better on the next flight. So

I think your question was how to overcome or how to deal

with those challenges. I think you're always just trying

to get better. So I think that's what

you're focusing on. So every flight that

you do or every experience you have is a great

lesson to be better. The next show, the next

flight, the next interaction, the next brief, whatever it

is. So I think the overcoming part is

just the motivation part of striving for


It reminds me of the description of tryouts, right.

That's something they instill in you from day one is

be better, be better, always improve.

Um, what would you say is your.

Most memorable flight in the snowbirds?

My most memorable flight, I

think I always say, is a flight I did with

Jen during Op Inspiration, where

we were leaving Nova Scotia

to overfly Pei.

The main formation was going to overfly Pei, then recover

in Moncton for, um, a fuel stop.

So Jen and I

took off after the formation.

We went over to Pei, kind of

overflow the bridge, then came back. I overflow

Sackville, New Brunswick, my old cadet town.

Very cool.

Was able to smoke one jet over the city,

a circle or two and then head up towards

Moncton and, uh, just that route basically

overflow the road that I grew up on. So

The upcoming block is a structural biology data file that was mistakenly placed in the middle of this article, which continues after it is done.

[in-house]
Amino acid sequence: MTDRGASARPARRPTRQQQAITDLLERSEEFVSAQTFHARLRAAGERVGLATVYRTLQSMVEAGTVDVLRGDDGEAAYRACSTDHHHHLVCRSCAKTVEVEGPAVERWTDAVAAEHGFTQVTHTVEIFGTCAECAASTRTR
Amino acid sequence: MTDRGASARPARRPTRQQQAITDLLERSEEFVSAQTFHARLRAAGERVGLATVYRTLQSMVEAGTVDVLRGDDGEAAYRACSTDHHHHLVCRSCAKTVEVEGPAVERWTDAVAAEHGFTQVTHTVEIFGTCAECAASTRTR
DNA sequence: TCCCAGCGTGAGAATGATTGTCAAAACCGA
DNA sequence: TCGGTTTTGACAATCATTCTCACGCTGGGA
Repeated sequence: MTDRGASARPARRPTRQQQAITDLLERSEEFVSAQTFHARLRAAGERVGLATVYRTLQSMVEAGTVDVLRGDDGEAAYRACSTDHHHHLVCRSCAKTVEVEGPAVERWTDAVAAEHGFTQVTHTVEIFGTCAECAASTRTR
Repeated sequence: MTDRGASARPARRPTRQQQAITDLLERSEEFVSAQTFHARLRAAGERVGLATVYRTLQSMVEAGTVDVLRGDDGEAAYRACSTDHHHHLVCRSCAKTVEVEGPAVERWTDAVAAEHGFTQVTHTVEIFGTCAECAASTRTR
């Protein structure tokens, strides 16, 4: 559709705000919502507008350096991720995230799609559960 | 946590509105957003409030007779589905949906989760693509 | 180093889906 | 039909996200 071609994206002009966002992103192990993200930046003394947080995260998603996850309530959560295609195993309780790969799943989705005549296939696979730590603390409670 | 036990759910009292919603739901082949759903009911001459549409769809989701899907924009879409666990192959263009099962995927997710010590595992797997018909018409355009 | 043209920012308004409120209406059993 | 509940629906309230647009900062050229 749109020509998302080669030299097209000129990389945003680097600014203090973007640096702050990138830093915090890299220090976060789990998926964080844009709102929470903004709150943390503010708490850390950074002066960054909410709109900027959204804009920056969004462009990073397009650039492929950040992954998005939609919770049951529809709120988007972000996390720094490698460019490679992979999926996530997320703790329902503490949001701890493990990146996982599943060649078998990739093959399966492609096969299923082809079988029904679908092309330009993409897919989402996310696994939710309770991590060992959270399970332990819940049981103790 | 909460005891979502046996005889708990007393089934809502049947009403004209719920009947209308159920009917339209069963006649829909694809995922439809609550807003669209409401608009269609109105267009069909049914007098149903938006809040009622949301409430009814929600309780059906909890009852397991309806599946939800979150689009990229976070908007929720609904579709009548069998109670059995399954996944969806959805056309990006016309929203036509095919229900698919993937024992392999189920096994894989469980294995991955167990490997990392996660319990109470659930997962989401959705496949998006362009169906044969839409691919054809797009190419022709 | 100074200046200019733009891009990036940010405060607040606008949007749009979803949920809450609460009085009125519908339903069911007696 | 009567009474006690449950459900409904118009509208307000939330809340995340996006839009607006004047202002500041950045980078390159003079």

I was able to overfly my house and

overfly the city of Moncton Diep

and land in Moncton, where I did all of

my private pilot training at the

Moncton flight college. And it's op

inspiration. It was early in the op inspiration, but

we land and there was probably 200 people at the

fence there to watch us, uh, just

refuel, do our thing and take off again. And my parents were

there, my brother was there, and it was my mom's birthday.

So there's just a lot of elements there that it's like, I

got to overfly my house, my old cadet town.


That's my most memorable flight of my career.

I think that's so cool.

Yeah, it was a good memory.

How neat is it to be back at the airport where you

were just struggling to fly a single engine

prop? You know what I mean? When you're a brand new baby

pilot trying to remember your checklist and stuff, and then to

be back there, who would have thought you would be back there as a



And we had Moncton and Dip was

one of our show sites this year. So

I kind of had that moment again where we're parked at

the ramp right next to the Moncton Flight college. The Moncton Flight

College were basically our hosts there.

So it's 2023. I did my private license in

2003. So 20 years after having, uh,

started flying at MFC there, pretty cool

to be bringing the team back to

where it all started for me. And to watch kids on the other

side of the fence there, where it's like, okay, 25

years ago, that was me.

That might be another snowbird.

Yeah, exactly.

So what's the craziest situation you've had to deal with

as the advanced and safety pilot?

I feel like there's always crazy

situations. Coordination wise, I

think one crazy

situation would have been it was in

Kamloops the day before the know, jen

and I land ahead of the team. The team lands. I

coordinated everywhere we go. We need

oxygen, we need diesel. So a lot of these sort

of non standard requests for a lot of aircraft

that go in operating out of, uh,


And for the listeners, FBO is, uh, actually, I